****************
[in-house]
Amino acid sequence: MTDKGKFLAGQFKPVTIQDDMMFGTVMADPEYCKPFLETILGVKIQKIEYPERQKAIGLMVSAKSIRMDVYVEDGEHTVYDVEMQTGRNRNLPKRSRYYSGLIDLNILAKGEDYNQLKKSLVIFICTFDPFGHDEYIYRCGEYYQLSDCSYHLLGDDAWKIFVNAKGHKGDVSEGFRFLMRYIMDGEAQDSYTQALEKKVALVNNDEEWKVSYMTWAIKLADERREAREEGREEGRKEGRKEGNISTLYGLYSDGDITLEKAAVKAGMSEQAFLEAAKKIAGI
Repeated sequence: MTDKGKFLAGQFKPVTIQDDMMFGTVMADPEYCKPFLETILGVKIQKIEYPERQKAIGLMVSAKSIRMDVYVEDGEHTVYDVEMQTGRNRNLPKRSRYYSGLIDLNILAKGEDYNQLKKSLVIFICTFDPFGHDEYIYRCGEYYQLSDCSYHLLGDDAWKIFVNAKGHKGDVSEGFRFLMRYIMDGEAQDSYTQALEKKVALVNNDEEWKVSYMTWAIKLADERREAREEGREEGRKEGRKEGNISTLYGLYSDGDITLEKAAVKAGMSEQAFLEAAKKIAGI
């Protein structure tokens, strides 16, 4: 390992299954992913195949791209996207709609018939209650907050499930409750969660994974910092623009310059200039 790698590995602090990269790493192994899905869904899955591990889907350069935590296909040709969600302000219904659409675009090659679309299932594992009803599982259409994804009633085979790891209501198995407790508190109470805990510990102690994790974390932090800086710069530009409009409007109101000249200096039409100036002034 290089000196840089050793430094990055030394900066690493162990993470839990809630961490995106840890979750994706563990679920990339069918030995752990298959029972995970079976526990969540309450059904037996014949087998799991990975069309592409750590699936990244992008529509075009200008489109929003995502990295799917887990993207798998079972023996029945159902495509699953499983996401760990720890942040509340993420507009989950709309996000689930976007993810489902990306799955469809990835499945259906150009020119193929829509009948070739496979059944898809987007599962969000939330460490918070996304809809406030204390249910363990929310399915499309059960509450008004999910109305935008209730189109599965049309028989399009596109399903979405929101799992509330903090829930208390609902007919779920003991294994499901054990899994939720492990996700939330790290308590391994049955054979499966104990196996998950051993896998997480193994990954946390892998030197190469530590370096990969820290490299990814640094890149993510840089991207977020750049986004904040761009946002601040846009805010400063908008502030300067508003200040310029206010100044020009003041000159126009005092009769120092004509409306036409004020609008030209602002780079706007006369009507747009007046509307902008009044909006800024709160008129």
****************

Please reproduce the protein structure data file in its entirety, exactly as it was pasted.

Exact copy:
[in-house]
Amino acid sequence: MTDKGKFLAGQFKPVTIQDDMMFGTVMADPEYCKPFLETILGVKIQKIEYPERQKAIGLMVSAKSIRMDVYVEDGEHTVYDVEMQTGRNRNLPKRSRYYSGLIDLNILAKGEDYNQLKKSLVIFICTFDPFGHDEYIYRCGEYYQLSDCSYHLLGDDAWKIFVNAKGHKGDVSEGFRFLMRYIMDGEAQDSYTQALEKKVALVNNDEEWKVSYMTWAIKLADERREAREEGREEGRKEGRKEGNISTLYGLYSDGDITLEKAAVKAGMSEQAFLEAAKKIAGI
Repeated sequence: MTDKGKFLAGQFKPVTIQDDMMFGTVMADPEYCKPFLETILGVKIQKIEYPERQKAIGLMVSAKSIRMDVYVEDGEHTVYDVEMQTGRNRNLPKRSRYYSGLIDLNILAKGEDYNQLKKSLVIFICTFDPFGHDEYIYRCGEYYQLSDCSYHLLGDDAWKIFVNAKGHKGDVSEGFRFLMRYIMDGEAQDSYTQALEKKVALVNNDEEWKVSYMTWAIKLADERREAREEGREEGRKEGRKEGNISTLYGLYSDGDITLEKAAVKAGMSEQAFLEAAKKIAGI
């Protein structure tokens, strides 16, 4: 390992299954992913195949791209996207709609018939209650907050499930409750969660994974910092623009310059200039 790698590995602090990269790493192994899905869904899955591990889907350069935590296909040709969600302000219904659409675009090659679309299932594992009803599982259409994804009633085979790891209501198995407790508190109470805990510990102690994790974390932090800086710069530009409009409007109101000249200096039409100036002034 290089000196840089050793430094990055030394900066690493162990993470839990809630961490995106840890979750994706563990679920990339069918030995752990298959029972995970079976526990969540309450059904037996014949087998799991990975069309592409750590699936990244992008529509075009200008489109929003995502990295799917887990993207798998079972023996029945159902495509699953499983996401760990720890942040509340993420507009989950709309996000689930976007993810489902990306799955469809990835499945259906150009020119193929829509009948070739496979059944898809987007599962969000939330460490918070996304809809406030204390249910363990929310399915499309059960509450008004999910109305935008209730189109599965049309028989399009596109399903979405929101799992509330903090829930208390609902007919779920003991294994499901054990899994939720492990996700939330790290308590391994049955054979499966104990196996998950051993896998997480193994990954946390892998030197190469530590370096990969820290490299990814640094890149993510840089991207977020750049986004904040761009946002601040846009805010400063908008502030300067508003200040310029206010100044020009003041000159126009005092009769120092004509409306036409004020609008030209602002780079706007006369009507747009007046509307902008009044909006800024709160008129």